Former president Donald Trump and CNN moderator Kaitlan Collins at a CNN town-hall event in Manchester, N.H., on May 10, 2023. Image Credit: CNN photo by Will Lanzoni

CNN host Kaitlan Collins has spent years in proximity to the lies of Donald Trump. She rose to stardom covering the 45th president, asking tough questions in the White House briefing room and experiencing the wrath of the Trump administration’s anti-media policies: In 2018, she was banned from a news conference for allegedly asking “inappropriate” questions.

So Collins knows better than to say what she said in the midst of Wednesday night’s CNN town-hall event with Trump. “The election was not rigged, Mr. President,” she said after yet another Trump lie about his loss to Joe Biden in 2020. “You can’t keep saying that all night long.”

This was truism disguised as political insight. Of course, Trump won’t relinquish his election theories. Heck, he was pushing that line before the 2020 election.

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For Bash and the CNN crew, however, it was necessary to attribute some degree of enlightenment to the 70 minutes of same-old, same-old to which CNN treated its viewers. Critics, after all, had piled on the network for presenting this event in the first place, protesting in the run-up that it was platforming Trump.

I deplore opinions about events that have yet to take place, yet CNN did little to prove the value of this venture. John King, the network’s veteran political analyst, hinted at the emptiness of the evening: “He is who he is, and he is who he was.”

Why did CNN do the town hall?

For one, Trump is the front-runner for the 2024 Republican nomination, as Collins noted when she introduced the former president. For another, this is what CNN does. Town halls, debates, live coverage on location — CNN is a breaking-news colossus that loves nothing more than making its own breaking news.

As this column reported, the network distinguished itself in the manic 2016 presidential campaign by holding six primary debates and seven town halls. Who praised the logistical genius and professional acumen of CNN around that time?

None other than then-RNC Communications Director (and future White House press secretary) Sean Spicer, who told us, “They have a complete team of top-notch professionals.”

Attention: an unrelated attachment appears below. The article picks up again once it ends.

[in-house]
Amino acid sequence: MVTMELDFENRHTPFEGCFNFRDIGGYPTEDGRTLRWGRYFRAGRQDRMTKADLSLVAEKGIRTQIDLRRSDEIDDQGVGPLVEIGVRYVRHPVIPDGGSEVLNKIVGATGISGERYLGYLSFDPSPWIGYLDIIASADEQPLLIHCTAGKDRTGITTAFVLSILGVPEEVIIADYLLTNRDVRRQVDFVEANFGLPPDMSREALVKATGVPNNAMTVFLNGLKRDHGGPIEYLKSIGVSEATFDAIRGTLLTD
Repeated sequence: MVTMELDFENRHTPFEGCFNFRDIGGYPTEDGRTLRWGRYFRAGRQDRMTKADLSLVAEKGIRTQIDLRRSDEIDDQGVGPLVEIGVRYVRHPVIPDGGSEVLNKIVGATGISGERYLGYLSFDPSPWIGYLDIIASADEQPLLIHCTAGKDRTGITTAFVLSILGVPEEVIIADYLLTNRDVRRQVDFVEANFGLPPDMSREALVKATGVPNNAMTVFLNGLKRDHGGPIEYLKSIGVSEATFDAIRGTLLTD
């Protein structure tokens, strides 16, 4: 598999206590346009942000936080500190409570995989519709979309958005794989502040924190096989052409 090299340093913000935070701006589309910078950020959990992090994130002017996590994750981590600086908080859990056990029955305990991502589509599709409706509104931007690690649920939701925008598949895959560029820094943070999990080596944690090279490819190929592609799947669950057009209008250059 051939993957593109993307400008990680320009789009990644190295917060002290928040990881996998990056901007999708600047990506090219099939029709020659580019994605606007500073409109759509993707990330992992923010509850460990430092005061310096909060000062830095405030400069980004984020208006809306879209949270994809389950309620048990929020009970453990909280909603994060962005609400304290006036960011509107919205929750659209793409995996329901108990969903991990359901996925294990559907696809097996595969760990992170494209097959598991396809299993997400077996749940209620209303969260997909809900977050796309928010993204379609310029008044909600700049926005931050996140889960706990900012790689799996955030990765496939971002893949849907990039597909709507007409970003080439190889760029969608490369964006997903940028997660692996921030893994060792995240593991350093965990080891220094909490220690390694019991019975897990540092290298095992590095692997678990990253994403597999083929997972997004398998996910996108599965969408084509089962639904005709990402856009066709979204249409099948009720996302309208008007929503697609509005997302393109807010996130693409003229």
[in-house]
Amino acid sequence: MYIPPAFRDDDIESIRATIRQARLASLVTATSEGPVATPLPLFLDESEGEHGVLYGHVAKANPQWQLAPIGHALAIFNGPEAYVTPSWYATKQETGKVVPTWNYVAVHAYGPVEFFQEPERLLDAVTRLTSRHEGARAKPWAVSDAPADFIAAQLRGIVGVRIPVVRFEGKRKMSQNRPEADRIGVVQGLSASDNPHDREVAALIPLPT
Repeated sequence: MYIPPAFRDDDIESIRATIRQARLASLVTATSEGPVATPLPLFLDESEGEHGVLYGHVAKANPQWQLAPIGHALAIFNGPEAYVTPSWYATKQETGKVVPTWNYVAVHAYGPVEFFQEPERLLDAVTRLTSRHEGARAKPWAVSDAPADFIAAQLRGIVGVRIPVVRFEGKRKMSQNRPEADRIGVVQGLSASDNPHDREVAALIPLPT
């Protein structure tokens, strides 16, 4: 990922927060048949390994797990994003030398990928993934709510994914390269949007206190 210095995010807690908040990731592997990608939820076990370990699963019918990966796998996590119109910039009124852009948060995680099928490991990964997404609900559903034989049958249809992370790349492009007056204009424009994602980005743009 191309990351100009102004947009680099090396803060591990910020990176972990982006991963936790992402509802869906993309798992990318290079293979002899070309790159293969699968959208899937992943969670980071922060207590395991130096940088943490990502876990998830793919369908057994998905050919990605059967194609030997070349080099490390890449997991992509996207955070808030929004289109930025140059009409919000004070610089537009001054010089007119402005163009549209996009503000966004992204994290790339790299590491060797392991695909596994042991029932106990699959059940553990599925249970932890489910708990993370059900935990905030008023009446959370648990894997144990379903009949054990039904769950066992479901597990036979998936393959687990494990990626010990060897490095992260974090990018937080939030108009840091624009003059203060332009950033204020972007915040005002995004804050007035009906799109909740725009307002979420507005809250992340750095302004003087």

That team of top-notch professionals, as it turns out, can’t design a format that does two things at once: present a live interview with Trump while at the same time providing viewers with a comprehensive inventory of true and false claims. Collins did well in her role as on-the-fly fact-checker, but she couldn’t keep up with the volume.

CNN repeatedly broadcast live feeds of Trump’s arena rallies during the 2016 presidential cycle. Critics blamed the network for Trump’s rise, though CNN’s competitors also did a lot of the same programming.

Jeff Zucker, then the network’s president, later rued the live rallies. “If we made any mistake last year, it’s that we probably did put too many of his campaign rallies in those early months and let them run,” he said as Election Day approached.

A new management

Chairman and CEO Chris Licht has tried to cast the network in a centrist mold, an effort that has included appealing to Republicans to come on the air more often. Wednesday night marked the first time since the 2016 campaign that Trump appeared in person on CNN programming.

What we saw was by no means a fiasco of the magnitude of Zucker’s live rallies, but it had two of the same components — Trump flooding the venue with theories and the audience responding with cheers. And Trump knew the crowd would work with him.

Comprised of Republicans and otherwise undeclared voters planning to participate in the 2024 GOP primary, it was salted with friendlies. Trump stomached his revulsion for his network hosts in exchange for a home crowd of sorts — a group that no doubt enjoyed watching the main attraction steamroll an earnest, fact-checking network host.

CNN hasn’t figured this thing out, and it’s a good bet its competitors have no better ideas.

Washington Post

Erik Wemple is an American journalist who works as a columnist and media critic